Terrorist activity: The calculated use of unlawful violence or threat of unlawful violence to inculcate fear, intended to coerce or to intimidate governments or societies in the pursuit of goals that are generally political, religious, or ideological. (U.S. Department of Defense)

See discussion on the debate around definitions of terrorism in our analysis on domestic right-wing terrorism.


Despite the widespread belief that violence—in this case, terrorist violence—can only be met with violence (i.e., military action), this research brings to light some of the ways in which military action against terrorism may not be an effective tool for weakening terrorist organizations, at least through the mechanism of individual disengagement. Other research suggests the same on a broader level: a RAND study found that only 7% of terrorist organizations end as a result of military action against them (Jones & Libicki 2008). Military action is assumed to work, in part, by coercing the target group through the threat or use of violence that could hurt members of that group, yet, according to this study, “fear of being a victim of violence” was one of the least-experienced and least-cited push factors by those who ultimately decided to leave their terrorist organizations. In other words, decisions to leave were not largely influenced by the threat of military violence against them. Instead, the prominence of disillusionment as a primary factor motivating disengagement points to the way in which military action might actually be counterproductive insofar as it could strengthen one’s commitment to a terrorist organization and/or weaken disillusionment processes by creating greater cohesion among members of the organization (in opposition to a common enemy). Likewise, military action could also decrease individuals’ uneasiness over the terrorist activities in which they are engaged when these are used to counter clear military violence. More broadly, with regard to military strategies against organizations like ISIS, we must consider how military action will influence the various push and pull factors that facilitate terrorist disengagement. Will military action contribute to these factors and thereby encourage terrorist disengagement—or will it actually strengthen the commitment of individuals to continue their engagement in terrorism? What more effective nonviolent options might exist for influencing these push and pull factors?


As the authors note, this research highlights the value of focusing on activities that influence the push factors associated with terrorist disengagement, while also not neglecting activities that influence pull factors. Though pull factors are found to be less prominent than push factors in decisions to disengage from terrorism, they still play an important role in many decisions. Creating policies and programs that influence push factors is more difficult, however, than creating ones that influence pull factors, as outsiders have little control over the internal workings of a terrorist organization or an individual’s experiences in that organization. But, as the authors suggest, there may be interesting interactive dynamics to explore between push and pull factors. One possibility is to encourage alternative voices from credible/authoritative sources that provide counter-narratives to those offered by a terrorist group (for more on this idea, see Horgan 2009). The more someone involved in a terrorist organization is exposed to these outside interpretations (a pull factor), especially of the actions carried out by the terrorist organization to which s/he belongs, the more likely s/he may be to begin to note inconsistencies or negative qualities within that organization, leading to disillusionment (a push factor). More generally, the most effective efforts will be those that highlight such inconsistencies between a group’s ideology and its actions (such as ISIS’s killing of Sunni Muslim civilians on whose behalf it purports to be fighting), though special attention must be given to how and by whom that message is communicated.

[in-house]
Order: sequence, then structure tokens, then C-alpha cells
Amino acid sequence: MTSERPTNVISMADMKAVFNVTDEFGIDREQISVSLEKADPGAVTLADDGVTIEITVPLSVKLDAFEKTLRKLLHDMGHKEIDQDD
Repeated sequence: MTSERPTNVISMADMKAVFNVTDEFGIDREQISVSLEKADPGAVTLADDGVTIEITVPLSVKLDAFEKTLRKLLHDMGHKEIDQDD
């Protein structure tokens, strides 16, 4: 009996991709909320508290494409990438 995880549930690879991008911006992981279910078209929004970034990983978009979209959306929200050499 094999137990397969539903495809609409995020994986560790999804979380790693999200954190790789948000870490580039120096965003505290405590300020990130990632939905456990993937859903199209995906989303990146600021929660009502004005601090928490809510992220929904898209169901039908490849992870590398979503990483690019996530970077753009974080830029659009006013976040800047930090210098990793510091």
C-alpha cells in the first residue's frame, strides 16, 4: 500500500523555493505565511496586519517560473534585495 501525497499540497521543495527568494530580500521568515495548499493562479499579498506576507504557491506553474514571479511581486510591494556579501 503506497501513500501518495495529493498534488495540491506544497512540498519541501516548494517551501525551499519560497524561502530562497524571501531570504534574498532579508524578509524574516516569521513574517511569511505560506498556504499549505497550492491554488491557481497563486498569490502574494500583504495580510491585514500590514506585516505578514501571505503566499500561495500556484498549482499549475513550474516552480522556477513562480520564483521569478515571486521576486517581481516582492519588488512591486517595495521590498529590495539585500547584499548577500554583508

• “Push factors” are more commonly linked to decisions to leave terrorist organizations than “pull factors” are.
  • The most prominent “push factors” in terrorist disengagement are forms of disillusionment (with the group’s strategy or actions, with the group’s leaders, with other members in the group, and with one’s day-to-day activities), as well as to some extent burnout.
  • “Loss of faith in ideology”—what is often called de-radicalization—is not the most prevalent reason given for leaving a terrorist organization and is definitely not a necessary precondition for disengagement.
  • Less ideologically committed individuals are more likely to report “pull factors” playing some role in their decision to leave a terrorist organization than those who were more ideologically committed at the time of departure.


Altier, M.B., Boyle, E.L., Shortland, N.D., Horgan, J.G. (2017). Why they leave: an analysis of terrorist disengagement events from eighty-seven autobiographical accounts. Security Studies, 26(2), 305-332.